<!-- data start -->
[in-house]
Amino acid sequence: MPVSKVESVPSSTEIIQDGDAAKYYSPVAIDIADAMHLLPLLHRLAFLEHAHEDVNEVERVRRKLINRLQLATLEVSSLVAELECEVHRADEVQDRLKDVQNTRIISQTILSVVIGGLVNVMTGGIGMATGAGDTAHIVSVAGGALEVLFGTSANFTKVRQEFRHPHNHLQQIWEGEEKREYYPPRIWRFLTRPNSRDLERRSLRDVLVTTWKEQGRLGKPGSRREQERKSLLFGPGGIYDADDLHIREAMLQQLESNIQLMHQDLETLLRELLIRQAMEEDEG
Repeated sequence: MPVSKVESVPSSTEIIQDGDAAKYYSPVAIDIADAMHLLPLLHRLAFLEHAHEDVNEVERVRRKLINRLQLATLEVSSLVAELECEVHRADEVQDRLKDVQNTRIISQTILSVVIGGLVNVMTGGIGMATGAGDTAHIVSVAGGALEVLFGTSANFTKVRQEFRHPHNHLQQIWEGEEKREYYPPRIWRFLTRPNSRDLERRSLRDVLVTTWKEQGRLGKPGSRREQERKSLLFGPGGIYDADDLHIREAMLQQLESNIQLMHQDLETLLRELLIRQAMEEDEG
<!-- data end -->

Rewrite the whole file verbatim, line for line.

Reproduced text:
[in-house]
Amino acid sequence: MPVSKVESVPSSTEIIQDGDAAKYYSPVAIDIADAMHLLPLLHRLAFLEHAHEDVNEVERVRRKLINRLQLATLEVSSLVAELECEVHRADEVQDRLKDVQNTRIISQTILSVVIGGLVNVMTGGIGMATGAGDTAHIVSVAGGALEVLFGTSANFTKVRQEFRHPHNHLQQIWEGEEKREYYPPRIWRFLTRPNSRDLERRSLRDVLVTTWKEQGRLGKPGSRREQERKSLLFGPGGIYDADDLHIREAMLQQLESNIQLMHQDLETLLRELLIRQAMEEDEG
Repeated sequence: MPVSKVESVPSSTEIIQDGDAAKYYSPVAIDIADAMHLLPLLHRLAFLEHAHEDVNEVERVRRKLINRLQLATLEVSSLVAELECEVHRADEVQDRLKDVQNTRIISQTILSVVIGGLVNVMTGGIGMATGAGDTAHIVSVAGGALEVLFGTSANFTKVRQEFRHPHNHLQQIWEGEEKREYYPPRIWRFLTRPNSRDLERRSLRDVLVTTWKEQGRLGKPGSRREQERKSLLFGPGGIYDADDLHIREAMLQQLESNIQLMHQDLETLLRELLIRQAMEEDEG